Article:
Table of Contents


setuptools is the distribution package currently being used.

#!/usr/bin/env python
    from setuptools import setup
except ImportError:
    from distutils.core import setup


Then to create a "source distribution", we simply run the shell command

python sdist
running sdist
running check
warning: check: missing required meta-data: url

warning: check: missing meta-data: either (author and author_email) or (maintainer and maintainer_email) must be supplied

warning: sdist: manifest template '' does not exist (using default file list)

warning: sdist: standard file not found: should have one of README, README.txt

file (for module foo) not found
writing manifest file 'MANIFEST'
creating foo-1.0
making hard links in foo-1.0...
Creating tar archive
removing 'foo-1.0' (and everything under it)

sdist will create an archive file (e.g., tarball on Unix, ZIP file on Windows) containing your setup script, and your module The archive file will be named foo-1.0.tar.gz (or .zip), and will unpack into a directory foo-1.0.

ls dist

And then to install this in a different environment/host:

tar zxf dist/foo-1.0.tar.gz && python install

Built distribution

OKAY, I think I've got it:

  • Specify the files you want to include in
  • In your you set include_package_data to True
    • This will make it so that we also include data files specified in when building our bdist, not just as we get when we build our source distribution (sdist)
  • All the files specified in will now be included in your built distribution, yay!

Including files

This here is required when building a wheel distribution.

    # ...
    package_data={"your_package": ["files_n_stuff"]},

I think that when building an egg, you can also use the data_files keyword.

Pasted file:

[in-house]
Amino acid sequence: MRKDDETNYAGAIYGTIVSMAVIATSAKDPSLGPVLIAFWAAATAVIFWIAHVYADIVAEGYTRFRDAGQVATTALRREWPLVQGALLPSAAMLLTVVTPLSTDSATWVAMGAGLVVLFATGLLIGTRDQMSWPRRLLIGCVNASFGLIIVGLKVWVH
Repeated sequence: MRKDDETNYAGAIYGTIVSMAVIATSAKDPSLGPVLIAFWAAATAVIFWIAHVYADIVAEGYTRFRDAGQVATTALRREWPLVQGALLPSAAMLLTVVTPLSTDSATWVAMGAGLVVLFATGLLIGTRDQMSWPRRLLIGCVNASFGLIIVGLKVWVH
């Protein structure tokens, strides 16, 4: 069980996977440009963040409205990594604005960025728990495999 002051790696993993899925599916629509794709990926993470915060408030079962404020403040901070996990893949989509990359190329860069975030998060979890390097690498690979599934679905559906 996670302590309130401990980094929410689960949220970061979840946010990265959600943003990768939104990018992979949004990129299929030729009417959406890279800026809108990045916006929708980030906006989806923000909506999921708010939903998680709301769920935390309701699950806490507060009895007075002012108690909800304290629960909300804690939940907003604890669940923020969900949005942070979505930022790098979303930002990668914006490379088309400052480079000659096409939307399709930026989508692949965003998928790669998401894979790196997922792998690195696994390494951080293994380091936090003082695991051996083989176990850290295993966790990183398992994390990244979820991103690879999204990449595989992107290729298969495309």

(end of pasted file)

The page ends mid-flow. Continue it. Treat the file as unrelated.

Accessing files

When building a distribution as an egg, which is really just a zip-file, you can't just read any resource-file as you would a normal binary file since it's in zip-format.

Thus you have a couple of options:

  • Denpendent on whether or not your main directory ends in .egg or .zip, read as zipped file, otherwise read as usual
  • Best: use pkg_resources package from setuptools to handle and resources required

Usually you want to do the following to read a file as you would normally do:

import pkg_resources

filename = pkg_resources.resource_filename('your_package_name', 'path/to/file')

<path_to_file> needs to be specified relative to the package directory, but without using a relative path!! Yah feel me? So if you have your_package_name/data/stuff.txt then this becomes data/stuff.txt. Aight? Cool.

Even if you build an egg, in which case your files will actually be zipped, using resource_filename will first extract the resources and put them in a local cache folder, from which you will be served these files.

You also have methods like:

  • resource_stream

  • Defines non-python files to be included
  • Generates the MANIFEST file

Most typically you'll use these patterns:

  • recursive-include <dir> <file_pat_1> <file_pat_2> ...
  • include path/to/file (here you can use relative paths and such)


  • Not sure what the difference between declaring non-python files in and data_packages in, but when I only used the file would not be included when I built an egg. It did work though, when I also included the declaration in data_packages. It even said in the SOURCES.txt inside the EGG-INFO that the file should be there, but naaaah. To check this stuff you simply extract the egg file (as it is in fact just a zip) and see if the file is actually there or not.
    • Seems like is merely for a source-distribution (sdist)
    • Actually, you need a AND specifying the package_data option in to include files.

Extending via C / C++